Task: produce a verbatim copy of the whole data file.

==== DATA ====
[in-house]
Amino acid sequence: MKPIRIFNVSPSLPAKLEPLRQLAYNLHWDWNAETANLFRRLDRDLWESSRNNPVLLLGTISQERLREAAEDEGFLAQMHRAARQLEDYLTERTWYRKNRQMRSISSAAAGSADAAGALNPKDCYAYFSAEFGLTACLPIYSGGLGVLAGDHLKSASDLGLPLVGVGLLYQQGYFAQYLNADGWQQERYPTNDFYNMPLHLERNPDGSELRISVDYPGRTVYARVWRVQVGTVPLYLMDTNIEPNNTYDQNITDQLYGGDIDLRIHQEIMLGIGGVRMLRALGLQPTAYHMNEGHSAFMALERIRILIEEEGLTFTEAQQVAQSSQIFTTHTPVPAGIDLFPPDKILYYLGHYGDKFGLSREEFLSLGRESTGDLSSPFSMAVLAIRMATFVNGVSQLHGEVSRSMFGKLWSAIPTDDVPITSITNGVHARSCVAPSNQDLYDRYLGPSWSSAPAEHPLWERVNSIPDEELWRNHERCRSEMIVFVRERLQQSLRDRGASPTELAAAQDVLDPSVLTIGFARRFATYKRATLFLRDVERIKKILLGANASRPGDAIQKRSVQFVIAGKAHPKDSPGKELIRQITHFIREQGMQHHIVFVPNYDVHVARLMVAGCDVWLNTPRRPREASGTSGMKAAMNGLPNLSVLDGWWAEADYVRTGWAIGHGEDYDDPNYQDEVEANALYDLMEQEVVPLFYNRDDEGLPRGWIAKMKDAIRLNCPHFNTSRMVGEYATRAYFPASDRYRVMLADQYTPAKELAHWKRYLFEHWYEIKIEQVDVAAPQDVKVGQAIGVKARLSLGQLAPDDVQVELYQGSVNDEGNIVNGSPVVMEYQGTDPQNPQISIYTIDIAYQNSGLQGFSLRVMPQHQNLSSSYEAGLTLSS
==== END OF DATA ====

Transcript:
[in-house]
Amino acid sequence: MKPIRIFNVSPSLPAKLEPLRQLAYNLHWDWNAETANLFRRLDRDLWESSRNNPVLLLGTISQERLREAAEDEGFLAQMHRAARQLEDYLTERTWYRKNRQMRSISSAAAGSADAAGALNPKDCYAYFSAEFGLTACLPIYSGGLGVLAGDHLKSASDLGLPLVGVGLLYQQGYFAQYLNADGWQQERYPTNDFYNMPLHLERNPDGSELRISVDYPGRTVYARVWRVQVGTVPLYLMDTNIEPNNTYDQNITDQLYGGDIDLRIHQEIMLGIGGVRMLRALGLQPTAYHMNEGHSAFMALERIRILIEEEGLTFTEAQQVAQSSQIFTTHTPVPAGIDLFPPDKILYYLGHYGDKFGLSREEFLSLGRESTGDLSSPFSMAVLAIRMATFVNGVSQLHGEVSRSMFGKLWSAIPTDDVPITSITNGVHARSCVAPSNQDLYDRYLGPSWSSAPAEHPLWERVNSIPDEELWRNHERCRSEMIVFVRERLQQSLRDRGASPTELAAAQDVLDPSVLTIGFARRFATYKRATLFLRDVERIKKILLGANASRPGDAIQKRSVQFVIAGKAHPKDSPGKELIRQITHFIREQGMQHHIVFVPNYDVHVARLMVAGCDVWLNTPRRPREASGTSGMKAAMNGLPNLSVLDGWWAEADYVRTGWAIGHGEDYDDPNYQDEVEANALYDLMEQEVVPLFYNRDDEGLPRGWIAKMKDAIRLNCPHFNTSRMVGEYATRAYFPASDRYRVMLADQYTPAKELAHWKRYLFEHWYEIKIEQVDVAAPQDVKVGQAIGVKARLSLGQLAPDDVQVELYQGSVNDEGNIVNGSPVVMEYQGTDPQNPQISIYTIDIAYQNSGLQGFSLRVMPQHQNLSSSYEAGLTLSS